This is the Toyota LQ concept vehicle, which the Japanese car manufacturer is unveiling at the upcoming Tokyo Motor Show. If it looks very familiar, that’s because it is an evolution of an existing show car (called Concept-i) that was displayed at the same event in 2017. And since two years have passed, it is only reasonable to expect substantial improvements as this automobile moves closer to reality. For one, Toyota says the LQ now boasts Level 4 of automation, which is just one step away from being completely autonomous.
In developing the LQ, Toyota engineers have adopted what they call the “Learn, Grow, Love” philosophy. The automaker tapped the help of other Japanese companies to make an “enhanced relationship between car and driver” possible—the way the industry giant believes cars of the future should be made.
Using several new technologies like the Yui AI-powered interactive agent, the car is said to be capable of monitoring the driver’s alertness and emotional state. Yui can control the special seats that change the passengers’ position and posture, and make the in-seat air-condtioner blow cool air to keep the driver alert. The so-called Digital Micromirror Device in the headlights can sense changes in road surfaces to notify the driver, while an improved augmented-reality heads-up display helps minimize eye movement.
In automated driving mode, the car can drive itself, drop occupants off at designated places, park in an assigned space, and even improve accessibility for people with special needs. Also in this mode, the special seats, the interactive voice communication, the illumination, the climate control, the fragrances and the other forms of human-machine interaction (HMI) can help passengers relax. The vehicle can also communicate with its riders through new HMI functions like embedded lighting in the roof and the floor mats.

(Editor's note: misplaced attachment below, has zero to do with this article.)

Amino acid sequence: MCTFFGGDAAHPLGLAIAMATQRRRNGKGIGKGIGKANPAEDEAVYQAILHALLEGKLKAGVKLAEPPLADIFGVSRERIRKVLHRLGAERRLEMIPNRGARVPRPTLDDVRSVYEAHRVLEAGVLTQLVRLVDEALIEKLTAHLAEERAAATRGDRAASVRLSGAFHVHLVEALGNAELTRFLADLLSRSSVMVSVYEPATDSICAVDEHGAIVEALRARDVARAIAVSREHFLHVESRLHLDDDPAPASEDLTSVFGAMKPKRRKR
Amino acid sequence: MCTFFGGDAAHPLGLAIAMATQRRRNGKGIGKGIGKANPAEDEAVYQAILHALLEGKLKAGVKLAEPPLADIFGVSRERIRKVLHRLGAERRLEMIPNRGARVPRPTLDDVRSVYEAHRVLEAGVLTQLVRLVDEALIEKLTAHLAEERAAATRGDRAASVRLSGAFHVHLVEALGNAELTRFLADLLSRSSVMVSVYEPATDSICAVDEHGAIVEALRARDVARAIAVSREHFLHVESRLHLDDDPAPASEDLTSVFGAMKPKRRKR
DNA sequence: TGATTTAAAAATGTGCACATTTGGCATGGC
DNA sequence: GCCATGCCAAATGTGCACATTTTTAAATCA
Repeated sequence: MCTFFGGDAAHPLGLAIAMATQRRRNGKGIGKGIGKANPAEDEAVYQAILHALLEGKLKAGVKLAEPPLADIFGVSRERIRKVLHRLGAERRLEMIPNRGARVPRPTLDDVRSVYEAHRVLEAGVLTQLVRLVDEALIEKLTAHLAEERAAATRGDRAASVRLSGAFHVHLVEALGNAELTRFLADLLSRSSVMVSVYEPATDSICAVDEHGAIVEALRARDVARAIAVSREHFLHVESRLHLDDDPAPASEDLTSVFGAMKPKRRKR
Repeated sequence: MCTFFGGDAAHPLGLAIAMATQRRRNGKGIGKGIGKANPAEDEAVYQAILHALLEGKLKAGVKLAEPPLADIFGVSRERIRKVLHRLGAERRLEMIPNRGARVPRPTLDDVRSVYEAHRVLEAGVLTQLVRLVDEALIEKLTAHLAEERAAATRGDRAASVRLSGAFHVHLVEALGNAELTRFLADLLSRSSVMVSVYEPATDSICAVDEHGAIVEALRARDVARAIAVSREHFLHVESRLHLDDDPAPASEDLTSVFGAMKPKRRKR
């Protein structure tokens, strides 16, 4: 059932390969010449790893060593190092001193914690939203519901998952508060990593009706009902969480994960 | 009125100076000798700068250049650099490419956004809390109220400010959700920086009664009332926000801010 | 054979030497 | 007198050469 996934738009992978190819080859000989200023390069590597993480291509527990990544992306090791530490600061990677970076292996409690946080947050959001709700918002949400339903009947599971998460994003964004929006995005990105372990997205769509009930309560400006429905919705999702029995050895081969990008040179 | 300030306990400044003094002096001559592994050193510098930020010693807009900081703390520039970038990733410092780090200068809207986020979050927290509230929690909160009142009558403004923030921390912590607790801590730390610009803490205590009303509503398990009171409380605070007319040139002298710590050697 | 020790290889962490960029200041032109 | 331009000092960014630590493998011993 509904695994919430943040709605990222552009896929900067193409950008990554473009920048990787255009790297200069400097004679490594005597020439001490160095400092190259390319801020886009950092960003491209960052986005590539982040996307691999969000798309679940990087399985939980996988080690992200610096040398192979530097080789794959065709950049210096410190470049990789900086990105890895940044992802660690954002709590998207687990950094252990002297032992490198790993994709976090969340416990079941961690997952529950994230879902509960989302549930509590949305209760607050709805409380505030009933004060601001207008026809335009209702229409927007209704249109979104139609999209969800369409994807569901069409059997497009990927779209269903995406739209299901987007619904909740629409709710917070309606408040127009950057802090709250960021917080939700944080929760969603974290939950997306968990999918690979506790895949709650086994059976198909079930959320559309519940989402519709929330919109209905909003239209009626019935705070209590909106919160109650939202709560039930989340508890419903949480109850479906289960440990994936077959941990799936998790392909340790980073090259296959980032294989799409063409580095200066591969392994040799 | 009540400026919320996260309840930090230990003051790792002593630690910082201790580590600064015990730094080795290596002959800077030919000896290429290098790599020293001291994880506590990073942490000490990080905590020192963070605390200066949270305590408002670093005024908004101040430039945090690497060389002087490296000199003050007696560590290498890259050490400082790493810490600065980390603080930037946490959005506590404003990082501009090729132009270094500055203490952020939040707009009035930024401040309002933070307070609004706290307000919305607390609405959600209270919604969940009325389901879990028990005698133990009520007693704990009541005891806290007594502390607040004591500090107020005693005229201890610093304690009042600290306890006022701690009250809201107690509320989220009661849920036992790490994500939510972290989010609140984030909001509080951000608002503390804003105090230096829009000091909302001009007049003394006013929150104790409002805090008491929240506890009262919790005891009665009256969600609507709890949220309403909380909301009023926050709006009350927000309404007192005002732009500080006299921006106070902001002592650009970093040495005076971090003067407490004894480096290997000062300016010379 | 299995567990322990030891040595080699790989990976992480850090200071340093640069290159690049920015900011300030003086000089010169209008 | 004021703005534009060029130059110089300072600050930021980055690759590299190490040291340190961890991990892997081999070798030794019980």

Greta Thunberg will be pleased to know that the LQ is one environment-friendly car. Besides using a battery with a 300km driving range, the vehicle also has a newly developed catalyst coating that decomposes ozone near the ground. According to Toyota, this helps purify around 60% of ozone in 1,000L of air “over the course of an hour’s drive.”
A test-drive program will be held from June to September next year. Interested users can register and submit their preferences and interests via a dedicated smartphone app. During the test drive, participants will be able to access information, driving routes and streaming music based on the personal details they’ve provided.
If the LQ is the future equivalent of the Corolla or the Vios, we can say that the next generation is in for some interesting motoring. Let’s hope we’ll still be around when this car hits the assembly line.